· The Middle East 's housing markets remain strong. Dubai, UAE, is the world 's best performer. Dubai 's house prices soared by 28.02% during the year to Q1 2013, in sharp contrast with the 1.01% year-on-year decline seen during the same period last year. Likewise in Israel, the average price of owner-occupied dwellings rose by 6.34% during the year to Q1 2013, after year-on-year increases of 4.12% in Q4 2012 and 3.14% in Q3 in 2012, and declines of 0.46% in Q2 and 3.33% in Q1 2012.
· South Africa's housing market has been recovering. In South Africa, the price index for medium-sized apartments rose by 3.09% during the year to end-Q1 2013, its second consecutive quarter of year-on-year increase.
Europe: a closer look
But there is good news even in Europe. Of the twenty-five European housing markets included in our global survey, fourteen performed better in Q1 2013 than the previous year while only eleven showed poorer performance.
Turkey had the fourth highest house price rises in our global survey. In Turkey, house prices rose by 8.13% during the year to Q1 2013, in sharp contrast with the 1.55% year-on-year decline seen in the same period last year. However, house prices dropped by 1.09% during the latest quarter.
The Turkish economy grew for the fourteenth consecutive quarter, with real GDP growth rate of 3% in Q1 2013 from a year earlier, according to the Turkish Statistical Institute (TurkStat).
Denmark 's house prices are also rising growing strongly. The price index of owner-occupied flats increased by 7.01% year-on-year in Q1 2013, after annual growth rates of 6.84% in Q4 2012 and 3.25% in Q3 and declines of 4.12% in Q2 and 5.52% in Q1. House prices rose by 3.25% during the latest quarter.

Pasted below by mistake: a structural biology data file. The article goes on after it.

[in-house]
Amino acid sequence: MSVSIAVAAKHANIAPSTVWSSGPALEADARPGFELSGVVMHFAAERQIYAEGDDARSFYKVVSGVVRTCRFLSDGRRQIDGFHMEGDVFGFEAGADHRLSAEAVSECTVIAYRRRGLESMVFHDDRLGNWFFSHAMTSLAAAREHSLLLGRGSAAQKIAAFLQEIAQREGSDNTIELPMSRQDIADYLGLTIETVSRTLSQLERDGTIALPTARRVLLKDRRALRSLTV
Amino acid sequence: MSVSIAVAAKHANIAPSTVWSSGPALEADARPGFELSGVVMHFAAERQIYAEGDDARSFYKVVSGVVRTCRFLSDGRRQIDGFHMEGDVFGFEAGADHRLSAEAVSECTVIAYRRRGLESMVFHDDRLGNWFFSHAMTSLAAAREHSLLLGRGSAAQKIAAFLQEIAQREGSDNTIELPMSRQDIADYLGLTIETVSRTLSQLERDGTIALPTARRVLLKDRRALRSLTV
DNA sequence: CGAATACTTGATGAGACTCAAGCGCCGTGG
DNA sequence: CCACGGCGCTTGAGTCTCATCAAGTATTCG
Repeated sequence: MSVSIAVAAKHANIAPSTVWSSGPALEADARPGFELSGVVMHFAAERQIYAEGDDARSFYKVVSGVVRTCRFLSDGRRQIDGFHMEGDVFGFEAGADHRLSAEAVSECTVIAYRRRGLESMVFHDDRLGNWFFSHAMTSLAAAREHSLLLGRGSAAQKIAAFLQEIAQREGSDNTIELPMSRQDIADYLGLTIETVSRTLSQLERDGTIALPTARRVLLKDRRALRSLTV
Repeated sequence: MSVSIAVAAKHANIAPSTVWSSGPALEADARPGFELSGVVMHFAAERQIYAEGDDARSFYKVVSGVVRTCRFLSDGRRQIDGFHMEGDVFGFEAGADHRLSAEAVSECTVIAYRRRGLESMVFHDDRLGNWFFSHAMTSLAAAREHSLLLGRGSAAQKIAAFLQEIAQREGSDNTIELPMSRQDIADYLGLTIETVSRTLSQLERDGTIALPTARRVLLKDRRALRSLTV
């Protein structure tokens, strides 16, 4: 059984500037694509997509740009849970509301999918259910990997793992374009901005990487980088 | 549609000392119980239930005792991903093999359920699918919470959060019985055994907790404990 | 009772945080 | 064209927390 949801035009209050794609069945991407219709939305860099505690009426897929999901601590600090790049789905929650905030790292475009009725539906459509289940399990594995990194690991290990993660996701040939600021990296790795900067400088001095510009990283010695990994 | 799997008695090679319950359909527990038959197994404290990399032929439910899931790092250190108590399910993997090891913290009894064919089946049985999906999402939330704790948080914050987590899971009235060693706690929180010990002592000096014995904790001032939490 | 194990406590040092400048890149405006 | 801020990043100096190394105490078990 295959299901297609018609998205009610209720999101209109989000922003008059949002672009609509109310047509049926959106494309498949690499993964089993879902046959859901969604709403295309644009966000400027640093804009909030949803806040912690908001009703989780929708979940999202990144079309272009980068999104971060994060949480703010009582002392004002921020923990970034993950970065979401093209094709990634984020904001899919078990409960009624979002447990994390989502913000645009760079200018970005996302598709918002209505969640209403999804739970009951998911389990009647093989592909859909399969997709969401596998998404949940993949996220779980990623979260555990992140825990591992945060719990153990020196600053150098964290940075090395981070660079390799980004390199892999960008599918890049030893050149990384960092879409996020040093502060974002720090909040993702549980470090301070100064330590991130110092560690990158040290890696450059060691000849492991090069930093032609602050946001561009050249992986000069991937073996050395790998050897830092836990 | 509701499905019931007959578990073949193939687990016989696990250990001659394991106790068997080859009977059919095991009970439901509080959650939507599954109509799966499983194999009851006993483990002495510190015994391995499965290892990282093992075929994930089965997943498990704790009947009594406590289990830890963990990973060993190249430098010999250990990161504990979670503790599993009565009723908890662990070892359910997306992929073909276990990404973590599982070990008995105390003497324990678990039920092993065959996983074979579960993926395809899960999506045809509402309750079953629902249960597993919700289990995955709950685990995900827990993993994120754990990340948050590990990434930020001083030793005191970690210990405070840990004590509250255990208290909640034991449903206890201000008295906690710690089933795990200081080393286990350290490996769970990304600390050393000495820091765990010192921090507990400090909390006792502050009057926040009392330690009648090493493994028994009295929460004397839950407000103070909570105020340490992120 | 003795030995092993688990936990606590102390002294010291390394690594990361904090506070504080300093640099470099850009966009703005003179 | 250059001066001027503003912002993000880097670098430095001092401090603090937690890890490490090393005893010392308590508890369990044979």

Other strong European housing markets included Norway, with house prices rising by 4.75% during the year to Q1 2013, Estonia (4.2%), Poland (3.24%), Sweden (3.11%), and Switzerland (2.42%). All saw house prices drop during the latest quarter (2.38% for Norway, 2.14% for Estonia, 4.81% for Poland, 0.69% for Sweden and 0.97% for Switzerland).
Some European housing markets also saw minimal house price increases. This category included Iceland, with house prices rising by 0.59% year-on-year in Q1 2013, Romania (0.52%), Riga, Latvia (0.3%), Finland (0.29%). All these, except Iceland, performed better during the year to Q1 2013, compared to a year earlier.
Despite this improvement, the thirteen weakest housing markets in the Global Property Guide's survey were all in
Greece remains the world's weakest housing market in Q1 2013. House prices dropped 11.53% during the year to Q1 2013, a slight improvement from the 12.01% year-on-year drop seen in Q1 2012. Greek house prices fell by just 0.22% quarter-on-quarter in Q1 2013, the slowest decline since Q1 2011.